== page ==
## Second Principle of Induction Derived From the Well Ordering Principle

Let

\[P(n)\]

be a proposition depending on an integer \[n\]

. If1)

\[P(n_0)\]

is true for some integer \[n_0\]

2) For

\[k \gt n_0\]

\[P(n_0), \; P(n_0+1), \; P(n_0+2),..., \; P(k)\]

are truethen

\[P(n)\]

is true for all \[n \gt n_0\]

.Suppose that

\[S= \{ k \in \mathbb{Z} : k \ge n_0, \; O(k_ \; is \; false \}\]

is non - empty.Consider the set

\[T\]

defined by \[T= \{ s-n_0 : s \in S \}\]

. \[T\]

is a non - empty set of non - negative integers. By 1) \[P(n_0)\]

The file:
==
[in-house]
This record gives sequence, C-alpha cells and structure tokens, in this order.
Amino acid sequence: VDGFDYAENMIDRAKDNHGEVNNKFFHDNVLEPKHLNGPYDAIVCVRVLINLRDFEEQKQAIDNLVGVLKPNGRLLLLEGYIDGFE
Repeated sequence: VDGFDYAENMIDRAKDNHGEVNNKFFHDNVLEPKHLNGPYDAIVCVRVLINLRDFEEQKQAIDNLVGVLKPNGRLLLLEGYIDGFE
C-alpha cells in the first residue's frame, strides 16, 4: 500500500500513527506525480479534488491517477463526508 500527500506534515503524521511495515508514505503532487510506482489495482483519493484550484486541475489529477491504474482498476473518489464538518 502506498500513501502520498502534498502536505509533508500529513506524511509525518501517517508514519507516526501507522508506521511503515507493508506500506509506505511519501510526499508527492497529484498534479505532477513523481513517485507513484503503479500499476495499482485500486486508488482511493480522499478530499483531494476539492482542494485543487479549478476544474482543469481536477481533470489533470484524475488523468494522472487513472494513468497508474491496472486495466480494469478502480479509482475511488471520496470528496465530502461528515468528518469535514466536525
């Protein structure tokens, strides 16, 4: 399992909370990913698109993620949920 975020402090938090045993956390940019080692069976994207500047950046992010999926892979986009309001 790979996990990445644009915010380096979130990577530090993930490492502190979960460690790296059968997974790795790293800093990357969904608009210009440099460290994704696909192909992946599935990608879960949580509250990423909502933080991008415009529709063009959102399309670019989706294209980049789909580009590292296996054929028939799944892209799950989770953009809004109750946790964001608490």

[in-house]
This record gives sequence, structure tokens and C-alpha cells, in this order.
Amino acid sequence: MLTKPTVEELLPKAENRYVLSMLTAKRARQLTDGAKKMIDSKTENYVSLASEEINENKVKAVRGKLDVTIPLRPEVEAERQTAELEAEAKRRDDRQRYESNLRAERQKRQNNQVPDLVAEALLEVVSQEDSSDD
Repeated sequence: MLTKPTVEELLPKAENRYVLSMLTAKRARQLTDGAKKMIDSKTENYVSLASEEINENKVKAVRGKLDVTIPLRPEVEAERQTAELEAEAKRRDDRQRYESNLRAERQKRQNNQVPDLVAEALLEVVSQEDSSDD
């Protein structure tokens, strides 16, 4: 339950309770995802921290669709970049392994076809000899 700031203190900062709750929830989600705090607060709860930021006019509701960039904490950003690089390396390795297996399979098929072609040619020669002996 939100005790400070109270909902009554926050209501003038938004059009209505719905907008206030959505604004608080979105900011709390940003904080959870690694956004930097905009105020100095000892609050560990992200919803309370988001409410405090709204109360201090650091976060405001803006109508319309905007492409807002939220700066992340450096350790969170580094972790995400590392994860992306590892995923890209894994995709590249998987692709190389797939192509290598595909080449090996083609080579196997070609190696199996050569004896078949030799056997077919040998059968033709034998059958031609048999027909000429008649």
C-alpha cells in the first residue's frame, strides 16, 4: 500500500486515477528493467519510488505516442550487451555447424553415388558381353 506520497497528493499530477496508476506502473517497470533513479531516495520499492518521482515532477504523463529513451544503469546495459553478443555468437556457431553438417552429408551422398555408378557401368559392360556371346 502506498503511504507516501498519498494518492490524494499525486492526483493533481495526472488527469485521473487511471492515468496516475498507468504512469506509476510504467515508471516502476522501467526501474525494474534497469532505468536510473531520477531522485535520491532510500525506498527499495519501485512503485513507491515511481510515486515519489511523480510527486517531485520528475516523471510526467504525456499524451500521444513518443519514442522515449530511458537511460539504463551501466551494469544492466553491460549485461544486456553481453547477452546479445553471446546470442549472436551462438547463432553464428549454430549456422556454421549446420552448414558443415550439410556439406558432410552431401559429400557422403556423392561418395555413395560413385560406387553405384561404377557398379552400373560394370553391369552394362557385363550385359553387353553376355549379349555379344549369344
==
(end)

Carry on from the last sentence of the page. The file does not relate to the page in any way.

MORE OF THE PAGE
is true so \[n_0 \notin S\]

and \[0 \notin T\]

and \[T\]

is a non - empty subset of \[\mathbb{Z}^{{}+{}}\]

.By The Well Ordering Principle

\[T\]

has a least element which we can take as \[m-n_0\]

for some integer \[m \in S\]

, and from the definition of \[T\]

, \[m\]

is the least element of \[S\]

.Since

\[n_0 \notin S\]

, \[m \gt n_0\]

. By the definition of \[S\]

it follows that \[P(n_0), \; P(n_0+1),...,P(m-1)\]

must all be true. Then 2) gives that \[P(m)\]

is true, contradicting \[m \in S\]

.Hence the the assumption that

\[S\]

is non - empty must be false. \[S\]

is empty and \[P(k)\]

is true for \[k \gt n_0\]

.